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  1. #1

    Default Algebra Meltdown

    We had a huge meltdown yesterday over algebra. My dd was a straight A student in ps and in the gifted program and was reduced to tears yesterday because she does not understand simplifying. I should say that she didn't "get it" after five minutes of trying ("It makes me feel stupid"). That is was upset her I believe. She has so much invested in her identity as one of the smart kids that she wants nothing to do with anything that she is going to have to struggle with. I was feeling really bad for her until she tried to blame me for not explaining it right. Really, I am so glad we are hsing. If we accomplish nothing else she will be able to tackle things that are difficult for her without falling apart and giving up.

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  3. #2

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    Yeah, I was in the GT program in my school district. I've never seen a group of more insecure people in my life. I agree; it's so important to learn that lesson before hitting adulthood.
    Batman--16, neurodiverse, Videotext Algebra, Conceptual Physics, Writeshop II & graphic novels for lit, Fix-It Grammar, Game Development
    Robin--13, Videotext Algebra, Writeshop I, Fix-It Grammar, Hakim's History of Science, BFSU or Conceptual Academy, misc. lit. selections


    "When we remember we are all mad, the mysteries disappear and life stands explained."-Mark Twain

  4. #3
    bcnlvr
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    Batgirl, you are SO on the money. I tell ds9 that he does well because he tries hard and doesn't give up. He used to call himself stupid if he had to work at anything after being pulled from a ps gifted program. My mistake for letting him know that he was gifted! I have the same problem as OP sometimes in math. Tuesday was a nightmare. Today, though, he was a different person. He figured it out and did all the problems I asked him to do....with no drama. I swear I think his day-to-day mood has to do with the mmHg of air pressure outside and the moon phase. No, REALLY!! lol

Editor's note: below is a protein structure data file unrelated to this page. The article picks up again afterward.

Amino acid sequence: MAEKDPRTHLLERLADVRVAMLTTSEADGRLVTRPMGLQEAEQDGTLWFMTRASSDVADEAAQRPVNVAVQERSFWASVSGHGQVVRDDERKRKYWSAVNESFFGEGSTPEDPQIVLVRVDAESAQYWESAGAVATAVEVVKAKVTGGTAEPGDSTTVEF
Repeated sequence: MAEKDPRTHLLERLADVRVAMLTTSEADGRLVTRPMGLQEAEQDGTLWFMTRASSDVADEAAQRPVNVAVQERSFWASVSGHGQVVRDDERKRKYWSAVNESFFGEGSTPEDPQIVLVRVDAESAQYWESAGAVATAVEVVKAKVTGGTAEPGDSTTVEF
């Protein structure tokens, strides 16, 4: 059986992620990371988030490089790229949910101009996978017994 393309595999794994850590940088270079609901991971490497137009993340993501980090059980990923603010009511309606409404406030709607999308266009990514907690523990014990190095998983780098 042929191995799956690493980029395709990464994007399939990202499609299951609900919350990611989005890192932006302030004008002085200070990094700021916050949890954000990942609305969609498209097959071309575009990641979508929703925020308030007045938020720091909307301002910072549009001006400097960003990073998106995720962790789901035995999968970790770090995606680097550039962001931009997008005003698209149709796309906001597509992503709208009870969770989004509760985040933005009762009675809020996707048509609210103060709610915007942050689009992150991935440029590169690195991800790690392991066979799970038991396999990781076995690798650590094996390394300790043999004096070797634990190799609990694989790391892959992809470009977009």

Bcn

  5. #4

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    Oh I SO feel your pain. My son truly, deeply in his heart and soul, believes that every.little.thing should come easily to him just because *most* things do. It's been a major struggle in our homeschooling, but it's also one of the big reasons that homeschooling is the right path for him. He knows he wouldn't be able to melt down in a classroom and he has the freedom to do so at home, but oh it is so hard to deal with. I've struggled with his perfectionism for years already; unfortunately I still have no advice.

    I do find that making jokes out of situations helps--like when he starts to tense up because he's unsure, or something went wrong, I can say in my silly voice "Oh no! Not that {reduced to it's most basic simplicity}! Why it can NEVER be fixed!" and then he'll usually start to see that not getting it right or whatever really isn't the end of the world. Of course, he's only 8 so silliness still works. I don't know what the arsenal will be when he's older.

    (( hugs and sympathy))

    I am so familiar with the blame game: "I wish daddy were here to explain it!"...ugh. Daddy would tell you to buck up, dude!
    Mama to one son (12)

  6. #5

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    Don't you just hate perfectionism ? It's so distressing for the perfectionist and those who deal with him/her...

    My advice isn't algebra specific. I regularly try to choose something I find very difficult and do it so the kids can see me do it, and verbalise my whole thought process along the lines of "wow, this is hard, i feel so dumb, but maybe if I give it a try, but what if it's no good, oh well, whats the worst that can happen blah blah on and on" all the time actually doing the thing I'm so bad at and acting pleased when I finish it, even if I'm still really bad at it. Then I will often reflect upon the process aloud as well. total overkill, but they are getting the message.

    I figure they need to hear and model on a voice that can defeat or at least argue with the inner critical voice.

  7. #6

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    Wow DD is the same way. She's so used to things always coming easy that if she struggles for more than 60 seconds on something it's in her word "THE END OF THE WORLD" this said while shouting with tears streaming down her face and trembling lip.

    If I say it's not I get the usual "oh MOM" but you're so right that it's something you have to learn before you're an adult. It's simply not possible to be good at everything or to have everything come easy.